Data


Holocene vegetation history of the southern Levant based on a pollen record from Lake Kinneret (Sea of Galilee), Israel

Abstract

Lake Kinneret, also known as the Sea of Galilee and Lake Tiberias, is located in the northeast of Israel. At a lake level of 211 m b.s.l. (below mean sea level), the central basin is 43 m deep. The maximum length of the lake is 21 km (N–S) and its maximum width is 12 km (W–E). Lake Kinneret’s surface area is 166 km². A new 17.8 m long sedimentary core was drilled in 2010. Here, we present the entire palynological record from it, which covers the last ~ 9,000 years. Special emphasis is given to the natural and human-influenced vegetation history of Galilee in comparison to that of the more southerly Dead Sea region. Significant signs of human impact are the first Olea (olive) increase during the beginning of the Chalcolithic period between 7,000 and 6,500 years ago, as well as the prominent Olea phase during the Hellenistic/Roman/Byzantine period between 2,300 and 1,500 years ago. Mediterranean macchia and bathas scrub vegetation, as known in the area today, has developed in the southern Levant under human impact since the last ca. 1,500 years.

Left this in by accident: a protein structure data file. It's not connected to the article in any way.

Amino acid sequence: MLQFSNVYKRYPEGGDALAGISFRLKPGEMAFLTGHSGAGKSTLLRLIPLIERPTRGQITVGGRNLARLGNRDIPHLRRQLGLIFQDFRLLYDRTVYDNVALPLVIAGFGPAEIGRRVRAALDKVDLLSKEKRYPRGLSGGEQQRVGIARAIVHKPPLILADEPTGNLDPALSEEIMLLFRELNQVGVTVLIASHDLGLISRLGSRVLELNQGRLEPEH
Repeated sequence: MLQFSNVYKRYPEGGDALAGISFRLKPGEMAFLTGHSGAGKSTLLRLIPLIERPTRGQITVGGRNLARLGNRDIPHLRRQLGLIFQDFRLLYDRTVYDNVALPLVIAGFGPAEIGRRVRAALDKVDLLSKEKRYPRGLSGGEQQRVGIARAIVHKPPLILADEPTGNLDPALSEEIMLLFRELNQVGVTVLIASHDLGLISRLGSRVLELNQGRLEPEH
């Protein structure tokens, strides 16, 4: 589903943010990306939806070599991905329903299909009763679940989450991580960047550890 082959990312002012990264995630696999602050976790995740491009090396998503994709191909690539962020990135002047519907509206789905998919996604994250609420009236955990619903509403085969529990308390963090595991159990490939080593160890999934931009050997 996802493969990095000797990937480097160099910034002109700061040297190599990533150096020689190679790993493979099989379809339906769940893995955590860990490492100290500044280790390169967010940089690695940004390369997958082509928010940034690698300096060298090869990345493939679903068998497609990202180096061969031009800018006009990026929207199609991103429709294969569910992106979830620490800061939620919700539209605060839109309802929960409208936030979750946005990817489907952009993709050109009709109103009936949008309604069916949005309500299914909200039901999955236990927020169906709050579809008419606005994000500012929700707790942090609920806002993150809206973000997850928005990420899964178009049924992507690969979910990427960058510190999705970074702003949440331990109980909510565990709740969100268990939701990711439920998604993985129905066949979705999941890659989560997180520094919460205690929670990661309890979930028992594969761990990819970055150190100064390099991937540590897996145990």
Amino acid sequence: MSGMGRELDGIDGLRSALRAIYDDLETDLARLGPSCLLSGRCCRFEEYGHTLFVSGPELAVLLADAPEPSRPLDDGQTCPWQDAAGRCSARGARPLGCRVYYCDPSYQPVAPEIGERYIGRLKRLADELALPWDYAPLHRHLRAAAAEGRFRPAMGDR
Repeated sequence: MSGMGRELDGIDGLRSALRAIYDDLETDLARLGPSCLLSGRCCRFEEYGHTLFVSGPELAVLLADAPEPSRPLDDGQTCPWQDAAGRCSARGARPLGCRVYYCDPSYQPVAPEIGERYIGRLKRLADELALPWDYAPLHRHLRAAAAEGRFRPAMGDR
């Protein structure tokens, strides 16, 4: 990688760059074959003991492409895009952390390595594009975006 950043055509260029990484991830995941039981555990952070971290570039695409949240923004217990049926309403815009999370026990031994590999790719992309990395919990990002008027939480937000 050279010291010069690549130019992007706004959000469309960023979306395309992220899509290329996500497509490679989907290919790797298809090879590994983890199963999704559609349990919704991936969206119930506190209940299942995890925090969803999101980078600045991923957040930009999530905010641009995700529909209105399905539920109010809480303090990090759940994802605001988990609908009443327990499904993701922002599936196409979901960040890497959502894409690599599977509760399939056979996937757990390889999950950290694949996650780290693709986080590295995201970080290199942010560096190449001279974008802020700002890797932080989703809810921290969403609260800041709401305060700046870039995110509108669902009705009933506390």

Bibliography

Schiebel, V., Litt, T. (2017): Holocene vegetation history of the southern Levant based on a pollen record from Lake Kinneret (Sea of Galilee), Israel. – In: Vegetation History and Archaeobotany, DOI: 10.1007/s00334-017-0658-3

Authors Schiebel, Vera and Litt, Thomas
Type article
Title Holocene vegetation history of the southern Levant based on a pollen record from Lake Kinneret (Sea of Galilee), Israel
DOI 10.1007/s00334-017-0658-3
Journal Vegetation History and Archaeobotany
Year 2017
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